When it comes to video games, female characters are still an underrepresented group. Further, Black female characters comprise an even smaller list. However, in recent years, Black characters have slowly been making their way from ancillary members of casts into lead roles. While women as a whole are still mostly pushed to the sidelines in terms of taking the lead in gaming, at least there have been a swath of Black women who have finally been able to shine. In honor of Black History Month, it’s time to take a look back at the evolution of some of the greatest Black women starring in video games over the years.
It’s a somewhat distressing fact that one of the first prominent Black female playable characters came in the form of D’arci Stern, from the PlayStation and PC title “Urban Chaos” back in 1999. Though it’s disappointing that it took until the end of the ’90s in gaming to truly introduce audiences to a Black woman who wasn’t sidelined as a love interest or quest giver, “Urban Chaos” took major strides by giving Stern some well-deserved time in the spotlight. In an industry heavily populated by action heroes like Lara Croft at the time, it was refreshing to see a woman of color given such an important role: the lead protagonist of the game as a whole.
Stern is a rookie cop charged with cleaning up the mean streets of Union City from the vicious Wildcats gang, who’s gone off the rails. She’s a tough-as-nails member of the force who isn’t afraid to speak her mind, and she isn’t pigeonholed into a damsel in distress role – nor is she whitewashed into “fitting” into the rest of the force. While she does fit into the stereotype of the “strong Black woman,” giving Stern the spotlight for “Urban Chaos” was a step in the right direction. Stern was the sole conduit through which players experienced “Urban Chaos”, and thus her personality was given free rein to shine, even though it did veer into stereotypes.
In 2002, High Voltage Software’s “Hunter: The Reckoning” featured Samantha Alexander as one of four main hunters that players can play as they tackle monsters like vampires, which have quickly overrun the real world. Before she became a hunter, Alexander had spent most of her life as a police officer. Unfortunately, there wasn’t much to learn about her throughout “Hunter: The Reckoning”, and while Alexander was a playable character, she had even less of a back story than “Urban Chaos’s” D’arci. Back in the late ’90s and early 2000s, it appeared that Black representation for women was little more than a dance – a few steps forward, and a few more back.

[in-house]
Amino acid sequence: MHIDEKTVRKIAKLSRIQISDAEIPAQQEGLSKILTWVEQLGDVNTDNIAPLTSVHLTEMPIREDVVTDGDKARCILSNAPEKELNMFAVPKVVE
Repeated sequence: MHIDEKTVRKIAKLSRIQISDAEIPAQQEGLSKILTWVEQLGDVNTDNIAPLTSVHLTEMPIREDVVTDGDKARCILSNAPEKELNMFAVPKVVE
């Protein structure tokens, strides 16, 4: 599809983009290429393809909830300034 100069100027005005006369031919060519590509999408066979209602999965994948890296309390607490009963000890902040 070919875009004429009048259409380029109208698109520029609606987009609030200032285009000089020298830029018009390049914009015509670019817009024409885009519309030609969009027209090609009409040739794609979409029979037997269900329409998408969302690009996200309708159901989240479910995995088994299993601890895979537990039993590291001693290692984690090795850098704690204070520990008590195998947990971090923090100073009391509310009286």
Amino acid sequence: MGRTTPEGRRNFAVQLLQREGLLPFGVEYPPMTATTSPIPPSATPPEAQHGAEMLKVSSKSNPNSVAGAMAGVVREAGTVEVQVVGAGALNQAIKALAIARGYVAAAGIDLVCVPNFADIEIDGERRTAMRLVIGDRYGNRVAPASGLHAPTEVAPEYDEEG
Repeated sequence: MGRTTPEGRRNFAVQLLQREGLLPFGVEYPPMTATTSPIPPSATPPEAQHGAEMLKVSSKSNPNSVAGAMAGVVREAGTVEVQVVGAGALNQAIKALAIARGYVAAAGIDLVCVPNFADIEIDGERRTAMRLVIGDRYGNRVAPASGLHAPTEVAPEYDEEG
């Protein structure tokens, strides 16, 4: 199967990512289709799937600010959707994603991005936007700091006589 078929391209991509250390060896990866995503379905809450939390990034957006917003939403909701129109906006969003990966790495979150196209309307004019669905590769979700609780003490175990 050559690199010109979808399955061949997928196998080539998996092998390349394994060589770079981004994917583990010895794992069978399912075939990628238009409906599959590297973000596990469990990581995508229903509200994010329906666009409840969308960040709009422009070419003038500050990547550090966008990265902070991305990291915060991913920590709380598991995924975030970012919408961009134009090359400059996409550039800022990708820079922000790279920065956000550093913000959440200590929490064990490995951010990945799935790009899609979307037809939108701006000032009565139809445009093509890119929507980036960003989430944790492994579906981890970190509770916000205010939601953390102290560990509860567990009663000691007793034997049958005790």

Over the years, however, Black women in gaming continued to evolve in ways that saw them growing in positive, diverse ways: 2012’s “Assassin’s Creed III: Liberation” saw the introduction of the “Assassin’s Creed” series’ first female protagonist. African-French Assassin Aveline de Grandpré was a stoic, yet vulnerable killer tasked with stopping the series’ Templars from exacting control over 18th century New Orleans. Aveline was an integral part of the overall “Assassin’s Creed III” saga, and not simply an actor who faded quickly into the background. In fact, the game, despite being a spin-off installment in the “Assassin’s Creed” series, was quite popular – it was released initially only as a PS Vita title, but was eventually ported to PS3, Xbox 360, PC, Xbox One, PS4, and Switch.
Another major horror series featured a Black female protagonist in 2009, and while she wasn’t as prominent as her partner, she was given important duties within the gameplay. “Resident Evil 5″ brought us Sheva Alomar, the partner of the game’s mainstay character Chris Redfield. Alomar was the first playable Black female in the “Resident Evil” series, and an important part of dismantling a terrorist threat by way of working alongside the Bioterrorism Security Assessment Alliance. Players could take on the role of either Chris or Sheva throughout the course of “Resident Evil 5”, with Alomar respected as an equally important part of the narrative.
Most recently, “Wolfenstein II: The New Order” (and sequel “The New Colossus) introduced Grace Walker, the leader of an American Resistance cell in New York against the Nazis in 2014. Formerly a member of the Black Revolutionary Front, Walker is a no-nonsense Black woman who isn’t afraid of doing anything she possibly can to keep her friends and compatriots safe. That includes living through an attack with an atomic bomb and the Nazi occupation of America. Walker relies on her hatred for the Nazis to fuel her as she becomes one of the most important figures throughout the “Wolfenstein” mythos, even directing protagonist BJ Blazkowicz when it comes to operatives to try and topple the Nazi leadership. Her Blackness is celebrated instead of swept under the rug, and she’s allowed to be herself: a powerful woman that players love to hear from when it’s her time to pull together her operatives to liberate America.
There have been several other Black women in recent years making their way to the forefront of video games, but we still aren’t at a point where there’s an abundance of characters to reference. However, Black women have been headed to the spotlight more and more ever since developers started paying attention to their audiences and giving more thought to representation than just offering a few more skin types or hairstyles. Black women deserve a place in the sun across a variety of roles in stories that use them as more than just window dressing. While it looks like media has made strides toward being more inclusive, there’s still a lot more work to do in the end.
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